The core question was: How risk-averse should we be in striving for higher impact, if doing so risks making no impact at all (or worse, a negative one)? Is it better to pursue a very small chance of gargantuan impact, or a very high chance of a smaller one?
My search for answers regarding where we should donate prompted me to organize a panel discussion at the 2021 Yale Philanthropy Conference. The conference is run mainly by Yale MBA students, whose intent this year – in the context of COVID-19 and last summer’s Black Lives Matter movement – was to focus on philanthropy’s role in systemic change. The highest-profile speaker is recent Democratic presidential candidate Tom Steyer, and total registration is currently on pace to exceed 900. About 35% of these are nonprofit professionals, 30% are students, and the rest are a hodge-podge of government, academia, and private sector professionals.
My panel – titled Weighing Risk and Impact: Setting Strategic Priorities – will feature researchers and grant-makers from the Ford and Hewlett foundations explaining how they answer my core question. Although one of my panelists is a member of the EA community, the conversation will not be framed through an explicitly EA lens. It’s more of an inside look at how those in the philanthropic sector currently approach and mitigate risk, in deciding which causes to fund. A broader panel description (aimed at a non-EA audience) is below:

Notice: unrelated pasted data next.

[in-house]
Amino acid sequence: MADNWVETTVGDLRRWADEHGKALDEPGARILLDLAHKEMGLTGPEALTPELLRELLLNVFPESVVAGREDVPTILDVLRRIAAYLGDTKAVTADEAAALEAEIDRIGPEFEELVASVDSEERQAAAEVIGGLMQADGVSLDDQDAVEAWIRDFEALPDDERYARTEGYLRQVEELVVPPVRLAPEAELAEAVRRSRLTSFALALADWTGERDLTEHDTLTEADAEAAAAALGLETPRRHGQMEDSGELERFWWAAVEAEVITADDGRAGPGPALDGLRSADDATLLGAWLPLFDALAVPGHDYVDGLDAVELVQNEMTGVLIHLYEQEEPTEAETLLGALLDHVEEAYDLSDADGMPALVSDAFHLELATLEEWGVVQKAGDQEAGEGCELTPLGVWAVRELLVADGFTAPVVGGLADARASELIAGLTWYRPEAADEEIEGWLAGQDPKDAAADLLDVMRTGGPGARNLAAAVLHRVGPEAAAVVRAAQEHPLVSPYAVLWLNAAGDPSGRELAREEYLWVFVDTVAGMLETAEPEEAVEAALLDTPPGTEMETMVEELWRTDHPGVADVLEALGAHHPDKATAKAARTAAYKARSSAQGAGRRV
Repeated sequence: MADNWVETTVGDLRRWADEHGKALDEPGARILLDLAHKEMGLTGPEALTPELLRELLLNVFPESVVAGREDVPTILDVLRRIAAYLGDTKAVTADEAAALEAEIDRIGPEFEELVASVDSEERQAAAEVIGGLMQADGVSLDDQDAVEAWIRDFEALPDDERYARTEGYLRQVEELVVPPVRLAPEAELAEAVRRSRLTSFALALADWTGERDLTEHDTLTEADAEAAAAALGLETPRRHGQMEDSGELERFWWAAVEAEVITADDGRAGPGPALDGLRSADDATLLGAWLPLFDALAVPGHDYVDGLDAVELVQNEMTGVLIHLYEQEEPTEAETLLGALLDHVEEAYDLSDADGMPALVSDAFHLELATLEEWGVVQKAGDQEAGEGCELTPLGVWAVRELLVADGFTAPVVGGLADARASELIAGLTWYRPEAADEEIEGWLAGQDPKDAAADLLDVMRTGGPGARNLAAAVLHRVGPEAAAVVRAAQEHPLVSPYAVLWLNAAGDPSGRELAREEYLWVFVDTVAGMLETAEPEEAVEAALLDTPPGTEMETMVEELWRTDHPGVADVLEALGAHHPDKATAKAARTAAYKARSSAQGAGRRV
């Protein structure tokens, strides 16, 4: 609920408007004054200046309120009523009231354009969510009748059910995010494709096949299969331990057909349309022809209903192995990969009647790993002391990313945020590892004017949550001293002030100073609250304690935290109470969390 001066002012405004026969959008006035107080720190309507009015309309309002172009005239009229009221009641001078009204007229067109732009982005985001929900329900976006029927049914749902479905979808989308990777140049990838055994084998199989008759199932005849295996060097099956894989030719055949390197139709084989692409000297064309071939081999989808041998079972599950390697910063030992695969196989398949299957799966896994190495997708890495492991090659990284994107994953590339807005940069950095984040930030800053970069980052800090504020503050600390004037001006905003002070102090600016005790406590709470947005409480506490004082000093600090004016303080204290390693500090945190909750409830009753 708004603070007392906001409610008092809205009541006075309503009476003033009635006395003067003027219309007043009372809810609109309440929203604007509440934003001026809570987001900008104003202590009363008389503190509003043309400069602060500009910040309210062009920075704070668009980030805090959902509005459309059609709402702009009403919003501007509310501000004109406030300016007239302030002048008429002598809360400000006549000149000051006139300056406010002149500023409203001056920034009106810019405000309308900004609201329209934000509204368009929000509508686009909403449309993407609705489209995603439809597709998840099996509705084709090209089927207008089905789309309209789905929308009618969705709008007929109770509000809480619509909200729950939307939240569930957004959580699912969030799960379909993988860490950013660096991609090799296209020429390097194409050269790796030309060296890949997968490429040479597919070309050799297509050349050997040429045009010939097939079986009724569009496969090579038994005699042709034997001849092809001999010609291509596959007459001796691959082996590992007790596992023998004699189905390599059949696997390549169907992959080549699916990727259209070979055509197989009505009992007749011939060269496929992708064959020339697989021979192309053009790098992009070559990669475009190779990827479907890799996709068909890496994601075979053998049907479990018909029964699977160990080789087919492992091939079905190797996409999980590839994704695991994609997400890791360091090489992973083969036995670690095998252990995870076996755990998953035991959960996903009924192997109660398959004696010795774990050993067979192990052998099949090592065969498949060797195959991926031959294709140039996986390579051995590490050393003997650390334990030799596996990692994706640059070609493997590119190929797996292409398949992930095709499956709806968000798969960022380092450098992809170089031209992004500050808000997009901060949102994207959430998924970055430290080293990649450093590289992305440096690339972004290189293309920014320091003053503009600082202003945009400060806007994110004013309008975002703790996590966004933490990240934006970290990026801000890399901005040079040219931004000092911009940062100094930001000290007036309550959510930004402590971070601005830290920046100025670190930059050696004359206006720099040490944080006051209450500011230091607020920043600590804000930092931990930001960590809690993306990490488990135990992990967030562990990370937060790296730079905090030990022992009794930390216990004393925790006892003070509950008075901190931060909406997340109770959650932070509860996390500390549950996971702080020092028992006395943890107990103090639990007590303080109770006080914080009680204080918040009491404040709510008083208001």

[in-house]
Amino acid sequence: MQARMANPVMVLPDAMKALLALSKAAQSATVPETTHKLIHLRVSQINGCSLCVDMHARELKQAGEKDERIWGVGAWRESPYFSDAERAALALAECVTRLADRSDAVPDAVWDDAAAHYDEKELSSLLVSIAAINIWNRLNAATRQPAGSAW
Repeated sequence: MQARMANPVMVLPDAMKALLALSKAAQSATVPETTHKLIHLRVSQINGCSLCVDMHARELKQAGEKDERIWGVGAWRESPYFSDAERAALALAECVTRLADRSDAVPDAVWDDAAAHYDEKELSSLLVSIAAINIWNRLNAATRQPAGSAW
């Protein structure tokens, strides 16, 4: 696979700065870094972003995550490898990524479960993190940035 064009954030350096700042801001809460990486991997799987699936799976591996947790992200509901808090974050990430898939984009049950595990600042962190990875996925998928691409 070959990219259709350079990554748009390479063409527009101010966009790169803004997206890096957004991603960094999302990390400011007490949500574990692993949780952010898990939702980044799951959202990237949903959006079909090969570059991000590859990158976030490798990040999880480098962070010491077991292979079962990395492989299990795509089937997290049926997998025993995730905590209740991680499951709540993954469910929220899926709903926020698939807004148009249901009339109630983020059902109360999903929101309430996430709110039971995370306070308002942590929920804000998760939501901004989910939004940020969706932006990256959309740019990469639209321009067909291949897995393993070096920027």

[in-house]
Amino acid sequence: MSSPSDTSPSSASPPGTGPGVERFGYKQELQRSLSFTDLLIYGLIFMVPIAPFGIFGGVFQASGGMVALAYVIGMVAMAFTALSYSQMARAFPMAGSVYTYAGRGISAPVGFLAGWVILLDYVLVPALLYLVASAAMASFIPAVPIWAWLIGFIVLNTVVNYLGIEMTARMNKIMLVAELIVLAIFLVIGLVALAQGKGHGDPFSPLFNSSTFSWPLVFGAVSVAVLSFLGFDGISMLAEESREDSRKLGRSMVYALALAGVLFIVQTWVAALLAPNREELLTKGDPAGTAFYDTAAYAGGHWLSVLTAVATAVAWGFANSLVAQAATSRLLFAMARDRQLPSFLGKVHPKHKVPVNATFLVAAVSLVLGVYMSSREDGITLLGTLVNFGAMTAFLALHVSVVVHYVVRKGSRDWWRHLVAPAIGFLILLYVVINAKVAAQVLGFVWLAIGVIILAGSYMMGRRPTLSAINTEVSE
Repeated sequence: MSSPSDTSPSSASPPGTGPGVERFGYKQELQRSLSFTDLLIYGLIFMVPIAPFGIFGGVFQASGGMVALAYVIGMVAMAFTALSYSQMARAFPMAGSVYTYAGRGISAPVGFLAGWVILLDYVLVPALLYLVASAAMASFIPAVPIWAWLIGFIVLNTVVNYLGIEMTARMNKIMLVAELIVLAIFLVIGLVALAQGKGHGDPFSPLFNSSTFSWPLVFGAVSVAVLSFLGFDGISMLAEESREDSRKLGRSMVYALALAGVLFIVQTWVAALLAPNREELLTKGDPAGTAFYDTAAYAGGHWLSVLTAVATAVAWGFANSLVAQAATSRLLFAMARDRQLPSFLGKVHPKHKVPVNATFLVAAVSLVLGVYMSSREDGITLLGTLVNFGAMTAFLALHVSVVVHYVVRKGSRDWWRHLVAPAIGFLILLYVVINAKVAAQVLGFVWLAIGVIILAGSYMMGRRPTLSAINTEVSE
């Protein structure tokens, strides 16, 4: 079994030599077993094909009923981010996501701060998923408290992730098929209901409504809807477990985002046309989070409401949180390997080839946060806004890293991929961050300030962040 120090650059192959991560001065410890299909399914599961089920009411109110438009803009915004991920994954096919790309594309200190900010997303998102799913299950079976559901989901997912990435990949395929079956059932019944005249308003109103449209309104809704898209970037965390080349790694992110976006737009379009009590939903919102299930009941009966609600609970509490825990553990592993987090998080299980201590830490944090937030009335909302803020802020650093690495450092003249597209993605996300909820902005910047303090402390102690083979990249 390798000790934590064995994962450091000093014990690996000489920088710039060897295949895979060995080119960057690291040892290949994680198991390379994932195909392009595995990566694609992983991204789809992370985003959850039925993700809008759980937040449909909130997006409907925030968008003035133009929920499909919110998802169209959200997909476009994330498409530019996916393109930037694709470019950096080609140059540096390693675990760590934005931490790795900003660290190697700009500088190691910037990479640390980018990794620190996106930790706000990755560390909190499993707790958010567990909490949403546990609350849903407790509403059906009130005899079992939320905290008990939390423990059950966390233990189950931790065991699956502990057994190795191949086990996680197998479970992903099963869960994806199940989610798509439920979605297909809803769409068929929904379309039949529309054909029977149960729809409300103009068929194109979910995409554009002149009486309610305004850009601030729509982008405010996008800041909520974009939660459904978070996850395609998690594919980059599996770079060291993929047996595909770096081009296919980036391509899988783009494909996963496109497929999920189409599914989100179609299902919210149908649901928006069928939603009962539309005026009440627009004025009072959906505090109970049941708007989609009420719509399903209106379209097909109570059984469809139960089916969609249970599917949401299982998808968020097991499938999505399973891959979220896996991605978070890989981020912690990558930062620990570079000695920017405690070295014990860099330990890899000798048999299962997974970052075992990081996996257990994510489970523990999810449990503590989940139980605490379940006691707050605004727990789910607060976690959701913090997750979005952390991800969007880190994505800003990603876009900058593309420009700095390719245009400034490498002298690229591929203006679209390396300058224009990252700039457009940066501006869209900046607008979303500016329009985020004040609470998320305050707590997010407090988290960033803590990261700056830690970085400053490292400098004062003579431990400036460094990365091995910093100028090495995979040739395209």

“As 2020 so gently reminded us, the future is difficult to predict. This makes long-term causes – like battling climate change or systemic racism – all the more challenging. How should philanthropists balance that increased risk against the moral urgency of systemic change? This panel will dive into such choices by exploring the interplay between risk and impact measurement. Panelists will address such questions as: How much risk should philanthropists tolerate in pursuit of lasting change? How can causes with less quantifiable or immediate impacts nonetheless demonstrate progress to funders? And what strategies can funders employ to navigate these tradeoffs in a more structured and rational way?”
The conference will take place online via Hopin. My panel will begin at 11:30am EST on Friday, February 12th.
It will include about 30 minutes of audience Q&A, and be followed by a roughly 20-minute networking session, where attendees can share their screens and continue the conversation. With an expected audience of more than 100 philanthropists, academics, grad students, and nonprofit leaders, the panel could be an opportunity to both learn from and influence some consequential decision-makers. The same could be true for the 15 panels besides mine, on other hot-button topics in philanthropy.
Registration is free for students and an optional $10 for everyone else. Should you choose to donate $10 more to an EA cause instead, I’d call that a win-win. Either way, I’d love to see some EAs there, as I'm sure you could influence the conversation in a productive way.
Edit: I forgot to mention another panel at the conference that may be of interest to EAs. Just before mine, at 10am, is a panel on Data-Driven Impact featuring GiveWell Managing Director Niel Buddy Shah and IDInsight CEO Ruth Levine, among others. By all means, check out that panel as well!